Like many of the best restaurants in Tokyo, this much vaunted sushi place is easily missed by pedestrians walking past, but the food on offer is truly something else. There are only nine seats at the counter and a private room to dine in, and it’s quite hard to get a seat unless you do so in advance (and even then, your best bet is to do so via a hotel concierge), but the effort is more than worth it. It’s a travesty that it only has one Michelin star, as head chef Sugita turns sushi into an artform. Also, unlike many sushi masters, he’s quite friendly, which makes the experience a lot more welcoming than some other high-end sushi spots. This is possibly the best omakase in Tokyo, but it will cost you: the chef’s selection is Yen 21,700, but worth every penny and then some. Jiro may have dreamt of sushi, but Sugita has perfected it.
The label high end doesn’t really do justice to this exclusive restaurant, but there’s no doubt the struggle to get in is worth it. With a waiting list that can run as long as three months, this is an invitation only, cash only Kaiseki restaurant that has rejected Michelin’s offer of three stars because they simply don’t see the need. The tasting menu is approximately Yen 34,000 (sans booze), but you’re unlikely to have a better meal in your life; even the table water is infused with cherry blossom. The quintessential Japanese dining experience, the menu is dogmatically seasonal, because they refuse to use anything other than perfect ingredients. Although every dish is astounding in its taste and presentation, the Kegani is usually on the menu and seen as a standout favourite in a field of the highest class.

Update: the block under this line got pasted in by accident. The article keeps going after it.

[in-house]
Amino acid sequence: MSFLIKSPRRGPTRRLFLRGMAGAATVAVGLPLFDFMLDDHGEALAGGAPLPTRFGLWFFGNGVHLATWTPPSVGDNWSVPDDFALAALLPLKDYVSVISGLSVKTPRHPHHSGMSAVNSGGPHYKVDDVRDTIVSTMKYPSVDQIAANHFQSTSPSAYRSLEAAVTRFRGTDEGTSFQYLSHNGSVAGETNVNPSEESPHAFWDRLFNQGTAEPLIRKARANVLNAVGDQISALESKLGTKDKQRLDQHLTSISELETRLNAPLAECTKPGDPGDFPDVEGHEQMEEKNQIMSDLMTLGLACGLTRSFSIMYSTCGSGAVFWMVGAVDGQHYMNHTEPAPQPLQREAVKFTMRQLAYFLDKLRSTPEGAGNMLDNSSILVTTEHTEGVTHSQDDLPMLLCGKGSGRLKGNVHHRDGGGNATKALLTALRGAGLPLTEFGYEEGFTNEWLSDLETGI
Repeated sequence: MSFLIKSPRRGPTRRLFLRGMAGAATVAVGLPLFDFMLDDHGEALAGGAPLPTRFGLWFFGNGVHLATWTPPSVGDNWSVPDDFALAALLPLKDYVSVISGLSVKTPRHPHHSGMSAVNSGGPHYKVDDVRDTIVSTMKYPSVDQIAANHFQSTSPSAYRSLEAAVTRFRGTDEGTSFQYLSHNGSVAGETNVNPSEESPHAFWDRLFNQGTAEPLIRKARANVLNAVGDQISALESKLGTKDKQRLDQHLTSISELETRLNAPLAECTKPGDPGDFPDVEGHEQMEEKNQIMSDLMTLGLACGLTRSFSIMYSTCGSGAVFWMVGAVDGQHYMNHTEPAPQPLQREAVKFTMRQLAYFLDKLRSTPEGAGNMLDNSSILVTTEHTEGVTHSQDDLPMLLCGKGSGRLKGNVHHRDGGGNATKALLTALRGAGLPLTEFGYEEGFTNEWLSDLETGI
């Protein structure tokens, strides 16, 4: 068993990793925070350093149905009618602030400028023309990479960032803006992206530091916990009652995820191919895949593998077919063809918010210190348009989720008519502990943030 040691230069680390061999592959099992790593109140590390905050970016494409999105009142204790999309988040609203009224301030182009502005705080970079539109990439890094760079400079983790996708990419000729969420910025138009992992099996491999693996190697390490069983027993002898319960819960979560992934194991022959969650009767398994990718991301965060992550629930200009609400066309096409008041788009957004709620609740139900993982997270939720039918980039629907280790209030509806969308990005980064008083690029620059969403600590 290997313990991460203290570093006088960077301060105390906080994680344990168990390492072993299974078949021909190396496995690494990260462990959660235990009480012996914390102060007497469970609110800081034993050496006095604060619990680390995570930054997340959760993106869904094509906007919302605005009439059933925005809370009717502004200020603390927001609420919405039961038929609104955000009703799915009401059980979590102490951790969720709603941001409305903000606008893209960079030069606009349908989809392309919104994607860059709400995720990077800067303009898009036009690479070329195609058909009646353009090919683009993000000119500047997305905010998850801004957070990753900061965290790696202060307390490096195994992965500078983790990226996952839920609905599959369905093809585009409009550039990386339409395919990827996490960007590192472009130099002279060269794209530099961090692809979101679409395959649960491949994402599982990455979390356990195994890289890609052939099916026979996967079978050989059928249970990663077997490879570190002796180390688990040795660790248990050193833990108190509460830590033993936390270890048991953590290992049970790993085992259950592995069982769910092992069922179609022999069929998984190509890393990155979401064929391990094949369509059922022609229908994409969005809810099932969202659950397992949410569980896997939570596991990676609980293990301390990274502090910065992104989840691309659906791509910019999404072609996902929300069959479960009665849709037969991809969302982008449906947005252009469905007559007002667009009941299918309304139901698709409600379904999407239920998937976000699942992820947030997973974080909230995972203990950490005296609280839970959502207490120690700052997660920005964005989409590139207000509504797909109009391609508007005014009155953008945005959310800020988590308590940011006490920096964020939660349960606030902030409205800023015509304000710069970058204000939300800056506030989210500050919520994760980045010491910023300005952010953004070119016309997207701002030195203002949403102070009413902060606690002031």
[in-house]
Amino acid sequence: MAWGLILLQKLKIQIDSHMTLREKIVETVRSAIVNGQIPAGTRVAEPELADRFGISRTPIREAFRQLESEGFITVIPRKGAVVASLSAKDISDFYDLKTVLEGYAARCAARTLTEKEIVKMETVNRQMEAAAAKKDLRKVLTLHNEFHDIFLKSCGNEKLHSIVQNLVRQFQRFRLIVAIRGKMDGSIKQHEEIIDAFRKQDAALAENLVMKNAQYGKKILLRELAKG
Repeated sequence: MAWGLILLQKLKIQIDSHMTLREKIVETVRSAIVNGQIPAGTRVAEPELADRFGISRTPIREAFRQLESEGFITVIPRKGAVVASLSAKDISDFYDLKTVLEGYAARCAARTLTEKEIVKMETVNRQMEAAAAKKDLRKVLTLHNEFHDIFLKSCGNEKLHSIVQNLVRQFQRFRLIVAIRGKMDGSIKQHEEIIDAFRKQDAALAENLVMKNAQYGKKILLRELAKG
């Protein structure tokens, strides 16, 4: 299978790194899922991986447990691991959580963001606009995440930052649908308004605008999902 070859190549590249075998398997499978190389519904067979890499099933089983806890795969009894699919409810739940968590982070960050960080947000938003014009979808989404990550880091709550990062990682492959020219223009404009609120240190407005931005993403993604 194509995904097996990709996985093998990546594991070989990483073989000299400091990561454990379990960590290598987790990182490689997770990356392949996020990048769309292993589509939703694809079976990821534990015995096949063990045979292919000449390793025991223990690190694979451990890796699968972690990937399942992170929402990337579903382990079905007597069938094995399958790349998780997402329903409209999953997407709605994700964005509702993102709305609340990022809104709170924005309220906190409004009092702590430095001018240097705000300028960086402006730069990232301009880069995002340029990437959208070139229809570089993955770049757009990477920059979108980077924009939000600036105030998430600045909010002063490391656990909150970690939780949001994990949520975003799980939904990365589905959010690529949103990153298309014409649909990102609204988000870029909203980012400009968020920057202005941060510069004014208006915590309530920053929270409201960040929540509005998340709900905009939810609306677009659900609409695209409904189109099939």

Those with a sweet tooth and a sense of adventure need to check out this Tokyo confectionary maker, who pump out delicious, visually appealing wagashi. Despite being exacting about everything they do, Higashiya’s mission is to bring joy via confectionary to the masses. They have a whole host of different confectionary, including some seasonal pieces, but the monaka is a specialty. Possibly the best wagashi in Tokyo, and definitely worth visiting.
Heading to Tokyo for a pit-stop visit before moving on? Take a look at our ultimate 3 day itinerary for exploring the best of the city.
Are you ready to tuck in after reading about these Tokyo restaurants? Then download the Orbzii app to Dream, Plan, and Book your culinary adventure today!